Microsoft tops $1 trillion as it predicts more cloud growth

In this March 21, 2019, file photo a robot called "Pepper" is positioned near an entrance to a Microsoft Store location, in Boston. Microsoft Corp. reports earnings on April 24. (AP Photo/Steven Senne, File)
Updated 25 April 2019

Microsoft tops $1 trillion as it predicts more cloud growth

BENGALURU/SAN FRANCISCO: Microsoft Corp. on Wednesday briefly topped $1 trillion in value for the first time after executives predicted continued growth for its cloud computing business.
The Redmond, Washington-based company beat Wall Street estimates for quarterly profit and revenue, powered by an unexpected boost in Windows revenue and brisk growth in its cloud business which has reached tens of billions of dollars in sales.
Microsoft shares rose 4.4% to $130.54 in late trading after the forecast issued on a conference call with investors, pushing the company ahead of Apple Inc’s $980 billion market capitalization. The companies and Amazon.com Inc. have taken turns in recent months to rank as the world’s most valuable US-listed company.
Microsoft’s stock has gained about 23% gain so far this year, after hitting a record high of $125.85 during regular trading hours.
Under Chief Executive Satya Nadella, the company has spent the past five years shifting from reliance on its once-dominant Windows operating system to selling cloud-based services.
Azure, Microsoft’s flagship cloud product, competes with market leader Amazon Web Services (AWS) to provide computing power to businesses.
Growth in that unit slowed to 73% in the third quarter ended March 31 from 76% in the second quarter. Mike Spencer, Microsoft’s head of investor relations, said the decline was roughly in line with the company’s estimate.
Christopher Eberle, a senior equity analyst with Nomura, said that with Azure, “one should assume a slower rate of growth as we move forward, simply due to the law of large numbers.” Still, Azure will bring in $13.5 billion in sales in fiscal 2019 with an overall growth rate of 75%, he estimated. “I can’t name another company of that scale growing at these rates.”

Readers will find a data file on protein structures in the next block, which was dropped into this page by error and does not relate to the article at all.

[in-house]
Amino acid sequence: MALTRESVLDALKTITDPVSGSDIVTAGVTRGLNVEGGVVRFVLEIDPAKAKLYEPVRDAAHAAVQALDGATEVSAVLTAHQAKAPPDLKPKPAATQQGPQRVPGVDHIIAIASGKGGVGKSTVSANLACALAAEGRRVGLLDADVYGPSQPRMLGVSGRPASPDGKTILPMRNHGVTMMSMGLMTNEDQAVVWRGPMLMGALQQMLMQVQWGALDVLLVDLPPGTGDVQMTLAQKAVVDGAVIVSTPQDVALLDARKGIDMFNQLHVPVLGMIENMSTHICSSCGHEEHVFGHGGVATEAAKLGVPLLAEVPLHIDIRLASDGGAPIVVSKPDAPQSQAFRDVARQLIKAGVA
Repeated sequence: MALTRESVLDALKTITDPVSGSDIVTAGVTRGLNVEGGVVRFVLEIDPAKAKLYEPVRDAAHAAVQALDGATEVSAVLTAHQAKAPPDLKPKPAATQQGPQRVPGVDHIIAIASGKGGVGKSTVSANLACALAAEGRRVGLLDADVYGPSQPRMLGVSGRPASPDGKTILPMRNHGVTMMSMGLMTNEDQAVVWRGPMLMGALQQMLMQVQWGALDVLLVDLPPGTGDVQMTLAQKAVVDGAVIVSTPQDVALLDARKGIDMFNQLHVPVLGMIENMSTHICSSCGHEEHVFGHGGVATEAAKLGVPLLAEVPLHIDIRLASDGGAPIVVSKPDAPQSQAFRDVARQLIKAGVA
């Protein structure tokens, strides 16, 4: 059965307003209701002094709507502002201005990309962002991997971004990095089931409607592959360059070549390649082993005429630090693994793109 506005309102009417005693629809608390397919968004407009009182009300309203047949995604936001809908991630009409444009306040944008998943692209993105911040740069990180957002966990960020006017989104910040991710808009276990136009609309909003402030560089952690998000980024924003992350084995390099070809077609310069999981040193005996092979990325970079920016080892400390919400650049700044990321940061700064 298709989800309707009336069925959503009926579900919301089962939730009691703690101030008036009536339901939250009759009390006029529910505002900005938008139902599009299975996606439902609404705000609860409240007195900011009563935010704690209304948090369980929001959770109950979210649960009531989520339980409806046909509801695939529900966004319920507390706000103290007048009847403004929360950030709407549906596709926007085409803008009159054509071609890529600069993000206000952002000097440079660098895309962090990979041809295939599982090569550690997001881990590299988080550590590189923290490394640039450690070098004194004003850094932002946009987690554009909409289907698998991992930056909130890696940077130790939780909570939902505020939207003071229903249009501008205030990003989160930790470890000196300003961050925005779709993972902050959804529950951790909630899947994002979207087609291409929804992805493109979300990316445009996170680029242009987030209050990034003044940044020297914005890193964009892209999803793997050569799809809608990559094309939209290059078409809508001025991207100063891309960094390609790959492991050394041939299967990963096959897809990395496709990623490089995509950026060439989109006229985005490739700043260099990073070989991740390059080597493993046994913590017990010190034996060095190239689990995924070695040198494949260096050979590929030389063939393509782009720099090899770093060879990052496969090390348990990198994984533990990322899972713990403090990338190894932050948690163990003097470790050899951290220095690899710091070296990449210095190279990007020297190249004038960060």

Microsoft tops tech rivals such as Amazon in market capitalization on some days despite having less revenue, partly because most of its sales is to businesses, which tend to be steadier customers than consumers. A growing proportion of Microsoft’s software sales are billed as recurring subscription purchases, which are more reliable than one-time purchases.
Microsoft’s earnings per share of $1.14 beat expectations of $1 according to IBES data from Refinitiv.
Windows licensing revenue from computer makers grew 9% year over year, beating expectations after a 5% decline in the previous quarter. Spencer said a shortage of Intel Corp. processor chips for PCs that many analysts expected to last into this summer had been resolved earlier than expected, allowing PC makers to ship more machines.
Microsoft’s “commercial cloud” revenue — which includes business use of Azure, Office 365 and LinkedIn — was $9.6 billion this quarter, up 41% from the previous year but down slightly from the 48% growth rate the previous quarter.
Microsoft’s so-called “intelligent cloud” unit, which contains its Azure services, posted revenue of $9.65 billion, above Wall Street estimates of $9.28 billion, according to IBES data from Refinitiv. Chief Financial Officer Amy Hood said that unit could reach $11.05 billion in revenue in the fiscal fourth quarter.
The “productivity and business process” unit that includes both Office as well as social network LinkedIn had $10.2 billion revenue versus expectations of $10.05 billion.
Microsoft’s latest results contained two weak spots.
Its gaming revenue was up only 5% versus 8% the quarter before, which Spencer attributed to less revenue from third-party game developers and the fact that many gamers are delaying purchases of Microsoft’s Xbox console because a new model is expected soon.
Sales of the company’s Surface hardware grew 21% versus 39% the quarter before, also because customers waited for updated hardware they expected to be released soon.
Total revenue rose 14% to $30.57 billion, beating analysts’ average estimate of $29.84 billion according to IBES data from Refinitiv.